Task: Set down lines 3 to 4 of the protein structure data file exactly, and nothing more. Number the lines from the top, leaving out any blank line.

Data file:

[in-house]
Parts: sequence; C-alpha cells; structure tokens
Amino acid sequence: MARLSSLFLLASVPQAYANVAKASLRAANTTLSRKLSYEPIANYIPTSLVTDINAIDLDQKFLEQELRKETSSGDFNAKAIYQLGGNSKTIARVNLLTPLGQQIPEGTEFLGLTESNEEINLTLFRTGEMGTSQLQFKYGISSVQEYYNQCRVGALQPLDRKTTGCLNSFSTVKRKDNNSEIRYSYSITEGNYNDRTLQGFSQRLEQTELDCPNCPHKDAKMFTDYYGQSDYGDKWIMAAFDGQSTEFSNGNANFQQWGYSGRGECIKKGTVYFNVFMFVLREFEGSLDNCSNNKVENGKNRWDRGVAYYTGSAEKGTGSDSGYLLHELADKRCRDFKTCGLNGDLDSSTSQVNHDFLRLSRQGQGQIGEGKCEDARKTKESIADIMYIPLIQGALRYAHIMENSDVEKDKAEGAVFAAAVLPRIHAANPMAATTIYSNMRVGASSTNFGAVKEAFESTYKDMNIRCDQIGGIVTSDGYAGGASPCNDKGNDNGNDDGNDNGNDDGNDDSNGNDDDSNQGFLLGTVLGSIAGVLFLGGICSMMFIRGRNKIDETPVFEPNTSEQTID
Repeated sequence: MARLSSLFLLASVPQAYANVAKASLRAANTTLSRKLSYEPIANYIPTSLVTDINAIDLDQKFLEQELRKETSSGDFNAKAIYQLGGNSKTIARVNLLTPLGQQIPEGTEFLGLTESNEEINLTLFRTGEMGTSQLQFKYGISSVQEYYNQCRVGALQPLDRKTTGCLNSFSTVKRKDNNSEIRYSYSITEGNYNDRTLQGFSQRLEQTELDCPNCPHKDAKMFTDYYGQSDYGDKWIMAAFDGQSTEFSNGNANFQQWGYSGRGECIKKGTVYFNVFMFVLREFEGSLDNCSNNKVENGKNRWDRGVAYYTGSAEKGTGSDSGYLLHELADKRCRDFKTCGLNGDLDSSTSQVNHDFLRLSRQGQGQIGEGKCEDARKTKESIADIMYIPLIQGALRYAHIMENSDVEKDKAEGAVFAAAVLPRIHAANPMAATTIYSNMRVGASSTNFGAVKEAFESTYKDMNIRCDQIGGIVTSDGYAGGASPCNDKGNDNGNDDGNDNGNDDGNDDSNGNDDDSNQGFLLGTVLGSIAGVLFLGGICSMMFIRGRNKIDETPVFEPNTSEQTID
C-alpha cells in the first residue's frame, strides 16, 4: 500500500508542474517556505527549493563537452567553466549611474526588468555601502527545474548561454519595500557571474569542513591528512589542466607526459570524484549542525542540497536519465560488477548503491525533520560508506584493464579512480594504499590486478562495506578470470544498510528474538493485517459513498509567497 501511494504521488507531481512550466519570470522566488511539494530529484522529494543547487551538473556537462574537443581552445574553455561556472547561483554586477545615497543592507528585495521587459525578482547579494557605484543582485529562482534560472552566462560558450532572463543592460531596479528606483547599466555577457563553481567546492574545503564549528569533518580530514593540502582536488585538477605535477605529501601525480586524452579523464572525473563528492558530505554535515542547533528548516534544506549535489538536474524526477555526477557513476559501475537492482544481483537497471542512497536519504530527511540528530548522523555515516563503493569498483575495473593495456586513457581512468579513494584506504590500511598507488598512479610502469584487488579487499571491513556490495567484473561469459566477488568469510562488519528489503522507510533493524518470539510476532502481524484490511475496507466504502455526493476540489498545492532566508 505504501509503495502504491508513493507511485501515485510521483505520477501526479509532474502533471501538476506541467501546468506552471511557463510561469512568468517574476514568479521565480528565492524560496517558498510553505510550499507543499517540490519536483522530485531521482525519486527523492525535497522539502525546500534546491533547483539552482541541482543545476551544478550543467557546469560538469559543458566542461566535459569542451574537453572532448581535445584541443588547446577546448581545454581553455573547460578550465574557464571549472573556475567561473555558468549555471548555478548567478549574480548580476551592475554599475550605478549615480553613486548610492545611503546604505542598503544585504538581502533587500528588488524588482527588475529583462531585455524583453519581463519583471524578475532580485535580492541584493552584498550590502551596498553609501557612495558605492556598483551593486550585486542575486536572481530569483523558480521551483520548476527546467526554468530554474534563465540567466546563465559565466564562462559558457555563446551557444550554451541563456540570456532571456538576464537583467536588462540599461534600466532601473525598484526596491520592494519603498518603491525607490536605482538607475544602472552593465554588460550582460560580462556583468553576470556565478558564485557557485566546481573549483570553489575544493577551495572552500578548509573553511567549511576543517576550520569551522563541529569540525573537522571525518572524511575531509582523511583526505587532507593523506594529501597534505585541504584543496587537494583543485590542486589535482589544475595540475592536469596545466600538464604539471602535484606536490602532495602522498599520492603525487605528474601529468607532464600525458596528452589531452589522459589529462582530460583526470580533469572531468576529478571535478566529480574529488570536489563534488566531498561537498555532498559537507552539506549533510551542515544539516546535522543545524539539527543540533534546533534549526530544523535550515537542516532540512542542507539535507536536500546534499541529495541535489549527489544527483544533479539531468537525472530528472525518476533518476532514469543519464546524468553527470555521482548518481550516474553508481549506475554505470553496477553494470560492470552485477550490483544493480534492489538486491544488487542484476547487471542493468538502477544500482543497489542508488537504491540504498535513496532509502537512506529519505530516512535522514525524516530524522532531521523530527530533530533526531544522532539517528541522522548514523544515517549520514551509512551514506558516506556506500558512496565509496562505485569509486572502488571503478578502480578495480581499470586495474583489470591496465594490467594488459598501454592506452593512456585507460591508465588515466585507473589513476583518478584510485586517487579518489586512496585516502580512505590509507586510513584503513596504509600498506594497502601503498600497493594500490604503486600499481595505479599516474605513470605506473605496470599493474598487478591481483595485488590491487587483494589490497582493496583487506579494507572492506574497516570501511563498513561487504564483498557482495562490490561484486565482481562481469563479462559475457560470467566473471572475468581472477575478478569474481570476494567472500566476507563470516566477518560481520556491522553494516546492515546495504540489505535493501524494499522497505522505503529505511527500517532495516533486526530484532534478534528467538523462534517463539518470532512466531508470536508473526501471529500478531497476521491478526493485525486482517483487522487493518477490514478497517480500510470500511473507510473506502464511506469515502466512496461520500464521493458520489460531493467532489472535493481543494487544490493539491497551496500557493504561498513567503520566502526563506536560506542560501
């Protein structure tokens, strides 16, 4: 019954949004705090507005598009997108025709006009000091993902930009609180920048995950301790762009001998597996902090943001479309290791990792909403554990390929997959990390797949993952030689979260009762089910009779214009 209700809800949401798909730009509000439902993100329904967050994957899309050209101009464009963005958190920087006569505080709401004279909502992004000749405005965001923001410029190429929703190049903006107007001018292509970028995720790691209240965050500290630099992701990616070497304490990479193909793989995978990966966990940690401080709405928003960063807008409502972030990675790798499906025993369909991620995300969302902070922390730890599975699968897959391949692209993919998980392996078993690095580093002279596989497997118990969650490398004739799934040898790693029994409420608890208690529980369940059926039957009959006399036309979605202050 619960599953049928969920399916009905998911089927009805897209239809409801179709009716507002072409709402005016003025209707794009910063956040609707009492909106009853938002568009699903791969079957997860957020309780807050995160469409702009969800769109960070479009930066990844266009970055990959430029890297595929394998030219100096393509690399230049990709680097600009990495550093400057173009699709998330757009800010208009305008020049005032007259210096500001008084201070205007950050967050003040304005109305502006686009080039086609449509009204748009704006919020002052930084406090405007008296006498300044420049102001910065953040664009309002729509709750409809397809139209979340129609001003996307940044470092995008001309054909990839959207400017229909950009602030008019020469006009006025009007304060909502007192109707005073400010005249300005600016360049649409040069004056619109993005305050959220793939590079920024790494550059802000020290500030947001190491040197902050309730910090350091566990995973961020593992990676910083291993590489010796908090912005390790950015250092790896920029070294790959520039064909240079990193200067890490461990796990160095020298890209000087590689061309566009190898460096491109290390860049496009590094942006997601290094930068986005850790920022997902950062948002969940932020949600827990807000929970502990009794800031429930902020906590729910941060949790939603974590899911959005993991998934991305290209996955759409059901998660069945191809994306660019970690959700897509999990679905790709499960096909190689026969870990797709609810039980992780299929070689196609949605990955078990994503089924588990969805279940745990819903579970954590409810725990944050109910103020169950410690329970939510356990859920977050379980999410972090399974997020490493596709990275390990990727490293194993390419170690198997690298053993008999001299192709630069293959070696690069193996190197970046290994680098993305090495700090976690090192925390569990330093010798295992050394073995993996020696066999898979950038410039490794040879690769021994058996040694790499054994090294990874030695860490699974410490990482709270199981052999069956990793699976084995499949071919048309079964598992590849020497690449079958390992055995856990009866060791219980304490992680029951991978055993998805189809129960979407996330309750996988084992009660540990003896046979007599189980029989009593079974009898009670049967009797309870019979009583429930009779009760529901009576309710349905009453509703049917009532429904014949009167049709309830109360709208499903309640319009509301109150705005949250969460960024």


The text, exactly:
Amino acid sequence: MARLSSLFLLASVPQAYANVAKASLRAANTTLSRKLSYEPIANYIPTSLVTDINAIDLDQKFLEQELRKETSSGDFNAKAIYQLGGNSKTIARVNLLTPLGQQIPEGTEFLGLTESNEEINLTLFRTGEMGTSQLQFKYGISSVQEYYNQCRVGALQPLDRKTTGCLNSFSTVKRKDNNSEIRYSYSITEGNYNDRTLQGFSQRLEQTELDCPNCPHKDAKMFTDYYGQSDYGDKWIMAAFDGQSTEFSNGNANFQQWGYSGRGECIKKGTVYFNVFMFVLREFEGSLDNCSNNKVENGKNRWDRGVAYYTGSAEKGTGSDSGYLLHELADKRCRDFKTCGLNGDLDSSTSQVNHDFLRLSRQGQGQIGEGKCEDARKTKESIADIMYIPLIQGALRYAHIMENSDVEKDKAEGAVFAAAVLPRIHAANPMAATTIYSNMRVGASSTNFGAVKEAFESTYKDMNIRCDQIGGIVTSDGYAGGASPCNDKGNDNGNDDGNDNGNDDGNDDSNGNDDDSNQGFLLGTVLGSIAGVLFLGGICSMMFIRGRNKIDETPVFEPNTSEQTID
Repeated sequence: MARLSSLFLLASVPQAYANVAKASLRAANTTLSRKLSYEPIANYIPTSLVTDINAIDLDQKFLEQELRKETSSGDFNAKAIYQLGGNSKTIARVNLLTPLGQQIPEGTEFLGLTESNEEINLTLFRTGEMGTSQLQFKYGISSVQEYYNQCRVGALQPLDRKTTGCLNSFSTVKRKDNNSEIRYSYSITEGNYNDRTLQGFSQRLEQTELDCPNCPHKDAKMFTDYYGQSDYGDKWIMAAFDGQSTEFSNGNANFQQWGYSGRGECIKKGTVYFNVFMFVLREFEGSLDNCSNNKVENGKNRWDRGVAYYTGSAEKGTGSDSGYLLHELADKRCRDFKTCGLNGDLDSSTSQVNHDFLRLSRQGQGQIGEGKCEDARKTKESIADIMYIPLIQGALRYAHIMENSDVEKDKAEGAVFAAAVLPRIHAANPMAATTIYSNMRVGASSTNFGAVKEAFESTYKDMNIRCDQIGGIVTSDGYAGGASPCNDKGNDNGNDDGNDNGNDDGNDDSNGNDDDSNQGFLLGTVLGSIAGVLFLGGICSMMFIRGRNKIDETPVFEPNTSEQTID